A Dubai government-run investment fund said on Tuesday its talks with Liverpool football club's American owners about buying a stake were stuck because one of the club owners "was in dreamland" about valuations.
"It's no secret that we have been in discussions with the current owners," Dubai International Capital (DIC) Chief Executive Sameer al-Ansari told reporters at a conference.
"It's not easy because the owners are in dreamland about valuations at the moment," said Ansari of Tom Hicks and George Gillett. He later clarified that one of the club's owners "had come out of dreamland", without giving further details.
Hicks said last month he was not planning to sell a stake in the English Premier League soccer club, denying press speculation that he was in talks with DIC over a sale.
The Times, without citing a source for the information, said on Tuesday that DIC was confident Gillett would accept its offer of 200 million pounds ($397 million) for his 50 percent of the club but said there were claims that Hicks was ready to exercise his option to buy out Gillett's stake.
However, a shareholders agreement between the two Americans means that any sale by Gillett would have to be approved by Hicks who has made it clear he has no intention of selling to a majority shareholder.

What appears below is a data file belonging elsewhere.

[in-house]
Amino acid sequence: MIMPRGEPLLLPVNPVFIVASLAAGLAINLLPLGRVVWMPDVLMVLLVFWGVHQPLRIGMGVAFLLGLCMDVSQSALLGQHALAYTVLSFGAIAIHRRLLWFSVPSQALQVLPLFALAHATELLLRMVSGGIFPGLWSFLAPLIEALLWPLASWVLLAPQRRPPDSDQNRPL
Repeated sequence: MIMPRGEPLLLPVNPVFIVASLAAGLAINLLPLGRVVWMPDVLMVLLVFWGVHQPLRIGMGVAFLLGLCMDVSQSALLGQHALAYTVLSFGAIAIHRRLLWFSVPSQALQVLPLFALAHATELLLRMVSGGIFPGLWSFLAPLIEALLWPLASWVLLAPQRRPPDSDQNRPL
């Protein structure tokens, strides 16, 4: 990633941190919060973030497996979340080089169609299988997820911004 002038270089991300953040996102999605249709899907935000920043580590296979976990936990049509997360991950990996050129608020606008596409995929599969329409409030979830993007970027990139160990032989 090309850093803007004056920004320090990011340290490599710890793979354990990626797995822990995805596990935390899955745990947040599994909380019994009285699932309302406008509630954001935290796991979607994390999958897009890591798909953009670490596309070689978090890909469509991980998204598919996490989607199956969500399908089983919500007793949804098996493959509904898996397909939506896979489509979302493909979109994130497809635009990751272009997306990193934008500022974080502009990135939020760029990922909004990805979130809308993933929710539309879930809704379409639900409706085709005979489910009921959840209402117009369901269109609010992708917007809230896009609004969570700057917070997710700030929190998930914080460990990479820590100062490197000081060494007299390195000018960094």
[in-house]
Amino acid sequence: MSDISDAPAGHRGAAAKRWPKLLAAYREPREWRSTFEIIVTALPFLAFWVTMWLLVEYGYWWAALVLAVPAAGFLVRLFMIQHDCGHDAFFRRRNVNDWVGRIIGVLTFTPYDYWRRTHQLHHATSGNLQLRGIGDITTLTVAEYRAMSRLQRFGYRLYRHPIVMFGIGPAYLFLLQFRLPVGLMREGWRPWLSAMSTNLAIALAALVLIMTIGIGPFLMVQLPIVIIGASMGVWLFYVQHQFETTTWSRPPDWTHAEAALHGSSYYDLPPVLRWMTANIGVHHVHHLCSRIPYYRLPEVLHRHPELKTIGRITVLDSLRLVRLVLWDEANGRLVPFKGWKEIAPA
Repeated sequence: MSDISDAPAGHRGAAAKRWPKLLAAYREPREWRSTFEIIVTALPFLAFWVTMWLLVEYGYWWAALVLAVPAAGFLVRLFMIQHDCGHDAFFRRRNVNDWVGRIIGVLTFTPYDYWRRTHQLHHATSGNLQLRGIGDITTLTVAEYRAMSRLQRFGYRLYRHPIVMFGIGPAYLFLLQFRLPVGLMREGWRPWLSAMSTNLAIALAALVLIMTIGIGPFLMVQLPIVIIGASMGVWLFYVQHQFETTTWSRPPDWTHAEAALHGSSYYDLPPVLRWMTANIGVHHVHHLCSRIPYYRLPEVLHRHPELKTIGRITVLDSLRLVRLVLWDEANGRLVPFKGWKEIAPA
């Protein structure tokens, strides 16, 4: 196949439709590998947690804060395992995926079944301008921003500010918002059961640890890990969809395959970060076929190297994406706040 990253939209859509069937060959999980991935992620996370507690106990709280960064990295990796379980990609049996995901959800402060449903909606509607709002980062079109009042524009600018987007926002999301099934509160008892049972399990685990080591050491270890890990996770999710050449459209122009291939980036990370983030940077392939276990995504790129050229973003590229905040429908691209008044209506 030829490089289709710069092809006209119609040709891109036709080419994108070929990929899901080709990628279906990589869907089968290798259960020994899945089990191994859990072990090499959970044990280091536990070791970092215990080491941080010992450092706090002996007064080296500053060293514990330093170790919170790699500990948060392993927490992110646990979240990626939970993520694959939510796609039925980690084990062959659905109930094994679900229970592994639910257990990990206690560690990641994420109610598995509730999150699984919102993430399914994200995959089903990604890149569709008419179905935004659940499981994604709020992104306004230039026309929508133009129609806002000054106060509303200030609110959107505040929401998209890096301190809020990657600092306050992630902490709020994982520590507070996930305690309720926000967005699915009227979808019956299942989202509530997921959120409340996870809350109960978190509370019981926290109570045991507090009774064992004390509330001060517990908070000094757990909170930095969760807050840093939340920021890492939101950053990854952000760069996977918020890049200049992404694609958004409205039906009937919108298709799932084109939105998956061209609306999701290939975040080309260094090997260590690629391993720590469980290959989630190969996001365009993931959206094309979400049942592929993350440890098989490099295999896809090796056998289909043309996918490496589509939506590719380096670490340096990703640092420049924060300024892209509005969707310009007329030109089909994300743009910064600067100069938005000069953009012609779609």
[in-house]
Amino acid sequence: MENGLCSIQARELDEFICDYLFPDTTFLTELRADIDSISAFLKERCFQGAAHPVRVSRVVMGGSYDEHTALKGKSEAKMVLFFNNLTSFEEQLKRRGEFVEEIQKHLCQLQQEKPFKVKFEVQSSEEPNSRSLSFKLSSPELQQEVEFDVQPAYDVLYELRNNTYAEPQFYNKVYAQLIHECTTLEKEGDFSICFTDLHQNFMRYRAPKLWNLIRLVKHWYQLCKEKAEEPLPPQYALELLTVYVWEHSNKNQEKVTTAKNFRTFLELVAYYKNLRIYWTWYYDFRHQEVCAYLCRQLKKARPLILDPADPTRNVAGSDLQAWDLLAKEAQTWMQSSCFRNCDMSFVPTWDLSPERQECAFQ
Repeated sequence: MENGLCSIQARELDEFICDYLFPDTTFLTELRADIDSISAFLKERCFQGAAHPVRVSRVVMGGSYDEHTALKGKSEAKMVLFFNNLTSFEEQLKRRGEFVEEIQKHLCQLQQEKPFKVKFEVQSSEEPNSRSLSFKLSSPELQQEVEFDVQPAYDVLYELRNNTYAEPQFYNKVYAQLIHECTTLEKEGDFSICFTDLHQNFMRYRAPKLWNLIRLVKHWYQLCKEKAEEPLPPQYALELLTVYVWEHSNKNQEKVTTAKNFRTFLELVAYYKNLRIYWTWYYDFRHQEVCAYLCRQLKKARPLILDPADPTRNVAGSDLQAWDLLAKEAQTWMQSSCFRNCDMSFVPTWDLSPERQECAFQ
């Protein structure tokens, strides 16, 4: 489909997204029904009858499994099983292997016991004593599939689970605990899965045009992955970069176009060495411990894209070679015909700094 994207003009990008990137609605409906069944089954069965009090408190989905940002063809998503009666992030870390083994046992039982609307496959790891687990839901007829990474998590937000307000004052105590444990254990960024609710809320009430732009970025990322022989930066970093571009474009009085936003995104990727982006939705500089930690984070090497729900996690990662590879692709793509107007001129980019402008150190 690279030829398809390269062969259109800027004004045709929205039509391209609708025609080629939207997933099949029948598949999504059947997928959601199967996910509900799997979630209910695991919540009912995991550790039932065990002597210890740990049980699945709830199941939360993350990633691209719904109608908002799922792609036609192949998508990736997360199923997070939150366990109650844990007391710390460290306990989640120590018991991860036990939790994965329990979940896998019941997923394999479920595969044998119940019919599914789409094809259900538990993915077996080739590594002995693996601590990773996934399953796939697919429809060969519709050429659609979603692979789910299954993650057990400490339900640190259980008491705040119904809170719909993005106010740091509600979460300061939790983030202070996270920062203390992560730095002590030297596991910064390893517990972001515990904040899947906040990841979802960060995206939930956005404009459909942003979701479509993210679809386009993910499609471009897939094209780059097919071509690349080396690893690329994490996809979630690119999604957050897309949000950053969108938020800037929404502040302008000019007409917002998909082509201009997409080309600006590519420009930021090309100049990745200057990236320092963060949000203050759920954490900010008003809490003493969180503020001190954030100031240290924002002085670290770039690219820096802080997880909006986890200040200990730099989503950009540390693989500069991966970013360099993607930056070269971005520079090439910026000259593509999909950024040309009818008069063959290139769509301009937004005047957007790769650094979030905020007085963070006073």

Hicks said in January he had talked to DIC "once" about a 10-15 percent stake but Dubai said at the time the valuation was too high.
Hicks and Gillett completed a refinancing deal in January that should allow them to go ahead with the building of a new stadium on parkland adjacent to the club's current Anfield home, though the plans have changed and been delayed several times.
Fans have voiced their disapproval of the American owners in recent months after they fell out with Spanish manager Rafael Benitez last year over transfer policy.
In January Hicks attempted to smooth the waters by saying Benitez had his "full support". He also said there was no question that he had would still be an owner of Liverpool in five years.
DIC had been considering a bid for the club last year before pulling out. DIC, which manages about $13 billion of assets, is owned by Sheikh Mohammed bin Rashid al-Maktoum, Dubai's ruler.